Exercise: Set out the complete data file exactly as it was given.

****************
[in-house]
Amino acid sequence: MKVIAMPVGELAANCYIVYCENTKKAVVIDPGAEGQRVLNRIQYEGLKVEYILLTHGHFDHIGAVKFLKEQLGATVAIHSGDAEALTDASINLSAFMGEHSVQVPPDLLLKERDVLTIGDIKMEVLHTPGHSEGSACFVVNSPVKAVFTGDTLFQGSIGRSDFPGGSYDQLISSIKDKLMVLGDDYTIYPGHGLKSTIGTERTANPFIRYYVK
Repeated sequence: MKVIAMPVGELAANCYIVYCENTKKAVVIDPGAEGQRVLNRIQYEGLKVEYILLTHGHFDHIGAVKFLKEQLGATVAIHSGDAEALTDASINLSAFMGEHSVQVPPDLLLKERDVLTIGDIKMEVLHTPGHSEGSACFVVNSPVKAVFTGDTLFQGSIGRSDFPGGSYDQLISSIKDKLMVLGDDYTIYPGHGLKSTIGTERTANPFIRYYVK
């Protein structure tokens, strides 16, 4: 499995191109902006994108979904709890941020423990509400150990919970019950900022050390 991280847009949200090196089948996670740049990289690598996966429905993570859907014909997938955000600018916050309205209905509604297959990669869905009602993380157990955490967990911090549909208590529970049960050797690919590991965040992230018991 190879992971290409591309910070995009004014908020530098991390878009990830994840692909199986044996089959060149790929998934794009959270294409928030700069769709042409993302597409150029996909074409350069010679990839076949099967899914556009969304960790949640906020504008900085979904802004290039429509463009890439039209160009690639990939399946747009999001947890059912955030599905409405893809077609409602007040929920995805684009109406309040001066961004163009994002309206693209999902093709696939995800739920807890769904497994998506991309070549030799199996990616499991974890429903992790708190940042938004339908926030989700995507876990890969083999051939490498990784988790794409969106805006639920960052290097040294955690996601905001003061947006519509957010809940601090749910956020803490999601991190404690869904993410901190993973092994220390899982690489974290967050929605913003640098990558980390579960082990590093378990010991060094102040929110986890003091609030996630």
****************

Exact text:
[in-house]
Amino acid sequence: MKVIAMPVGELAANCYIVYCENTKKAVVIDPGAEGQRVLNRIQYEGLKVEYILLTHGHFDHIGAVKFLKEQLGATVAIHSGDAEALTDASINLSAFMGEHSVQVPPDLLLKERDVLTIGDIKMEVLHTPGHSEGSACFVVNSPVKAVFTGDTLFQGSIGRSDFPGGSYDQLISSIKDKLMVLGDDYTIYPGHGLKSTIGTERTANPFIRYYVK
Repeated sequence: MKVIAMPVGELAANCYIVYCENTKKAVVIDPGAEGQRVLNRIQYEGLKVEYILLTHGHFDHIGAVKFLKEQLGATVAIHSGDAEALTDASINLSAFMGEHSVQVPPDLLLKERDVLTIGDIKMEVLHTPGHSEGSACFVVNSPVKAVFTGDTLFQGSIGRSDFPGGSYDQLISSIKDKLMVLGDDYTIYPGHGLKSTIGTERTANPFIRYYVK
């Protein structure tokens, strides 16, 4: 499995191109902006994108979904709890941020423990509400150990919970019950900022050390 991280847009949200090196089948996670740049990289690598996966429905993570859907014909997938955000600018916050309205209905509604297959990669869905009602993380157990955490967990911090549909208590529970049960050797690919590991965040992230018991 190879992971290409591309910070995009004014908020530098991390878009990830994840692909199986044996089959060149790929998934794009959270294409928030700069769709042409993302597409150029996909074409350069010679990839076949099967899914556009969304960790949640906020504008900085979904802004290039429509463009890439039209160009690639990939399946747009999001947890059912955030599905409405893809077609409602007040929920995805684009109406309040001066961004163009994002309206693209999902093709696939995800739920807890769904497994998506991309070549030799199996990616499991974890429903992790708190940042938004339908926030989700995507876990890969083999051939490498990784988790794409969106805006639920960052290097040294955690996601905001003061947006519509957010809940601090749910956020803490999601991190404690869904993410901190993973092994220390899982690489974290967050929605913003640098990558980390579960082990590093378990010991060094102040929110986890003091609030996630």